This can be confusing to many growers, but essentially the NOP owns the term “organic” for marketing purposes and if you want to use it to sell your product, you must go through the certification process. If you would rather not get certified, you can still promote your hemp crop using similar terms, like “grown with natural products” just not “organic.”
Despite some confusion, hemp is indeed certifiable with the NOP. To get information on how to get your crop organic certified, visit your state department of agriculture for information on their organic certification process. You will have to maintain your records to be reviewed by your certifier. Also, you cannot use any products that have not been pre-approved for use through the organic program standards, as well as meet other NOP standards including planting into land that has been organic certified. Land that has been used for non-organic farming cannot be certified as organic for three years after conventional practices have stopped.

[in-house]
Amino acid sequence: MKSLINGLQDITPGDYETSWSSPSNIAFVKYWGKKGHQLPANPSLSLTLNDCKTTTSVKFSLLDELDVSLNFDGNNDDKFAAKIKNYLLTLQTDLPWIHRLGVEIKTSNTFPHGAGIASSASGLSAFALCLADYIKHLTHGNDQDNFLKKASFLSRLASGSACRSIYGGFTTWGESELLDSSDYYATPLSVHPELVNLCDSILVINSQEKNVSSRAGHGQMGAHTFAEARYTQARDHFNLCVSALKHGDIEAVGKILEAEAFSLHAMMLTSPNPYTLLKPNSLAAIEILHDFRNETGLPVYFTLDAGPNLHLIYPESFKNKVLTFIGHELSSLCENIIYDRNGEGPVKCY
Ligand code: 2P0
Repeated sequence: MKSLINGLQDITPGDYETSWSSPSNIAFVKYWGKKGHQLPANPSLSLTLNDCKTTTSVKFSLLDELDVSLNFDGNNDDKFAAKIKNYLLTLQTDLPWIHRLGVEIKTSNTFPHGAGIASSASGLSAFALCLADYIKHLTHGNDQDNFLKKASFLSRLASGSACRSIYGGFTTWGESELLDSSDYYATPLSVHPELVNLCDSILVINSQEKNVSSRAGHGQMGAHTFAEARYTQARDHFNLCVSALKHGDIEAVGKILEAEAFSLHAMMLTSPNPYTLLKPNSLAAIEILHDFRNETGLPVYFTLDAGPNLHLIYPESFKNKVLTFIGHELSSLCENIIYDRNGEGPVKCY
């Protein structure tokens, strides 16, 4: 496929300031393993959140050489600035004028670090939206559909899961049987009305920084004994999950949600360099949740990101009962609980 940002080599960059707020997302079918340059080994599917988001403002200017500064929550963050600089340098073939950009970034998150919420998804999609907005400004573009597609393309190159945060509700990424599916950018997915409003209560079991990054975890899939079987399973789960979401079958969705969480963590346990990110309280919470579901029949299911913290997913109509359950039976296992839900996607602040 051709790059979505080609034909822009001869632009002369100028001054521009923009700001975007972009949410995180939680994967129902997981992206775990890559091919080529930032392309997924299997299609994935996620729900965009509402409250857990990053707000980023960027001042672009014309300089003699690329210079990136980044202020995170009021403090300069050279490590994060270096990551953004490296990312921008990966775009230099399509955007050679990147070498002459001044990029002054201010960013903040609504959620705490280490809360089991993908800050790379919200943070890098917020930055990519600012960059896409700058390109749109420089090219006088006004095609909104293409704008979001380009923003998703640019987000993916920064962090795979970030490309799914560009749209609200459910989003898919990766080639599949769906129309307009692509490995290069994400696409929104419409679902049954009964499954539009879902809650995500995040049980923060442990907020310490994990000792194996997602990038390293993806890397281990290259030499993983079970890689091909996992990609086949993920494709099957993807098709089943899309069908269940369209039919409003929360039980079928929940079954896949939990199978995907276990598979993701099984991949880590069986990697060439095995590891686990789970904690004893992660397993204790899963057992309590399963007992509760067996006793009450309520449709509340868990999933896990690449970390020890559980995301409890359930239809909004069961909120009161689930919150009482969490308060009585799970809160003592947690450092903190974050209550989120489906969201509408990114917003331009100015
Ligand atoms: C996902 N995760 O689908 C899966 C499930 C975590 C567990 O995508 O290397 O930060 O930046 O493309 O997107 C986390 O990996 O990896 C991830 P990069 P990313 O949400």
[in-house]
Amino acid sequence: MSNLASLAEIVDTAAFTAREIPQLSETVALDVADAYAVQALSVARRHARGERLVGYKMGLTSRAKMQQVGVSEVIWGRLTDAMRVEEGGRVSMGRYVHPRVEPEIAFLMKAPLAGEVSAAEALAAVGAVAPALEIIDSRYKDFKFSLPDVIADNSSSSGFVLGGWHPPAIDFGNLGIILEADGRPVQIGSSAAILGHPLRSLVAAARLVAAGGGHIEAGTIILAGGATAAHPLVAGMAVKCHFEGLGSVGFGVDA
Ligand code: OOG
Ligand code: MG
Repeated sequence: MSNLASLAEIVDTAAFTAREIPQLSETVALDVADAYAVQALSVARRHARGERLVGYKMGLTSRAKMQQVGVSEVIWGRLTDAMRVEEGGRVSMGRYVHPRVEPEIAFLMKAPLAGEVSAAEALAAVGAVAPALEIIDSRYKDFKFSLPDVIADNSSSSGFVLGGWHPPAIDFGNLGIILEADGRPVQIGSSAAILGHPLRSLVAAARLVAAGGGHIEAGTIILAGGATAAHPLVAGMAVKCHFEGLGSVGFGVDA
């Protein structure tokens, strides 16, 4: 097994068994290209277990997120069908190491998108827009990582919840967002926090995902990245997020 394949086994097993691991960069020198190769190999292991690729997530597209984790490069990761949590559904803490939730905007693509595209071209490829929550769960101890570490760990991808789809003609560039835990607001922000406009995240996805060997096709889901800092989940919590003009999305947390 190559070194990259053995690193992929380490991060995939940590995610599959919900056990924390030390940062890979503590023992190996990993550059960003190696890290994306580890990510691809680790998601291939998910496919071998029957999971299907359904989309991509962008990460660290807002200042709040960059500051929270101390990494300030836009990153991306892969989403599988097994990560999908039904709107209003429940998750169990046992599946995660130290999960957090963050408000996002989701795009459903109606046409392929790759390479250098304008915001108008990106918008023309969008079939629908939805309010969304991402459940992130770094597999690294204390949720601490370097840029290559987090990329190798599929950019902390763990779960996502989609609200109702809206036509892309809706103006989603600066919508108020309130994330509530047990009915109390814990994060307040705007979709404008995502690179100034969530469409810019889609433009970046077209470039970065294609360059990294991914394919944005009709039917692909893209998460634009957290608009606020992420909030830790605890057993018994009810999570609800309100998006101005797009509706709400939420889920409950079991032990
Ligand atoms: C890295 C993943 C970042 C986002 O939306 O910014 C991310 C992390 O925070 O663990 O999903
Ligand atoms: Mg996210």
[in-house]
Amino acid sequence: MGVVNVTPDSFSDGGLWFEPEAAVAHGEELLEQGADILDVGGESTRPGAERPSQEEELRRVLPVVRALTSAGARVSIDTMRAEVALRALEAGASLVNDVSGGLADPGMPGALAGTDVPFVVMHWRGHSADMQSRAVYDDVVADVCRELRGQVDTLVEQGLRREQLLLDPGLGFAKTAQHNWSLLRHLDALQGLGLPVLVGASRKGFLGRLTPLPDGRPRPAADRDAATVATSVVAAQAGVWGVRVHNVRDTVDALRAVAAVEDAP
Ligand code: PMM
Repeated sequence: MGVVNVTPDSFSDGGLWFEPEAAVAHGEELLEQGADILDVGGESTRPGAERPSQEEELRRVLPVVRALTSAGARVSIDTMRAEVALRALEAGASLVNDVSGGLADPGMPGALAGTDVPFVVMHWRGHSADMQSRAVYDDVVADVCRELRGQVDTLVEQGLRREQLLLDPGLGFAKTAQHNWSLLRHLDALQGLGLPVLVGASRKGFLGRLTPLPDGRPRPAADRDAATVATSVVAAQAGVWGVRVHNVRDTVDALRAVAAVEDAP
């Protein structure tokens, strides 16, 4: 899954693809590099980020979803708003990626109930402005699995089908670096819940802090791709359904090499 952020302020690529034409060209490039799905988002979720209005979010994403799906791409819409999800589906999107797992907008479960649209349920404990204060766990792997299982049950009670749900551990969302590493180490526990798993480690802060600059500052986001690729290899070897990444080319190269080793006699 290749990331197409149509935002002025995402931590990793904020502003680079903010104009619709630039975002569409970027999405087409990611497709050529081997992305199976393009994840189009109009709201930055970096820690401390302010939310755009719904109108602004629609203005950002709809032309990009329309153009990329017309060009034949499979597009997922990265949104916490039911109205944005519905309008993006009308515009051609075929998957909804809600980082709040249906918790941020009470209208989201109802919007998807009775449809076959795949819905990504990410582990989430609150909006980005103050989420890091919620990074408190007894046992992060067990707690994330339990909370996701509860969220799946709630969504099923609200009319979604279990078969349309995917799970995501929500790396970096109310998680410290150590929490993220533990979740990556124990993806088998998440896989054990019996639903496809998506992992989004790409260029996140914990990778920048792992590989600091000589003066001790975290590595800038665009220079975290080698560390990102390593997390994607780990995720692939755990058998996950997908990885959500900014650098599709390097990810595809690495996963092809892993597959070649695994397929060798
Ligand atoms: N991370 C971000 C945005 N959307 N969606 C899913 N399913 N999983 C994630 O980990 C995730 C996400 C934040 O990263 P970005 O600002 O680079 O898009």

Some hemp growers are already following organic practices, but not certified. They simply haven’t gotten certified for growing methods they are already using. Or they might need to just make a few changes to their process to qualify for organic certification. In that case, get in touch with your state organic certifier and see if you can take advantage of the marketing boost organic certification will give your crop.
A certified, official organic seal on your hemp crop can capture a higher market value and gives you an advantage over the non-organic competition. Colorado Breeders Depot is happy to provide more information on how to implement organic growing practice, and make sure you make the most out of the increased market value of an organic hemp crop.
We evaluate, consult and advise our growers all the way through the process from assessing the market potential and risk, to teaching you how to grow hemp. Helping our customers have an excellent hemp harvest is what we’re all about. Phone – (719) 275-7770. Email – Info@ColoradoBreedersDepot.com.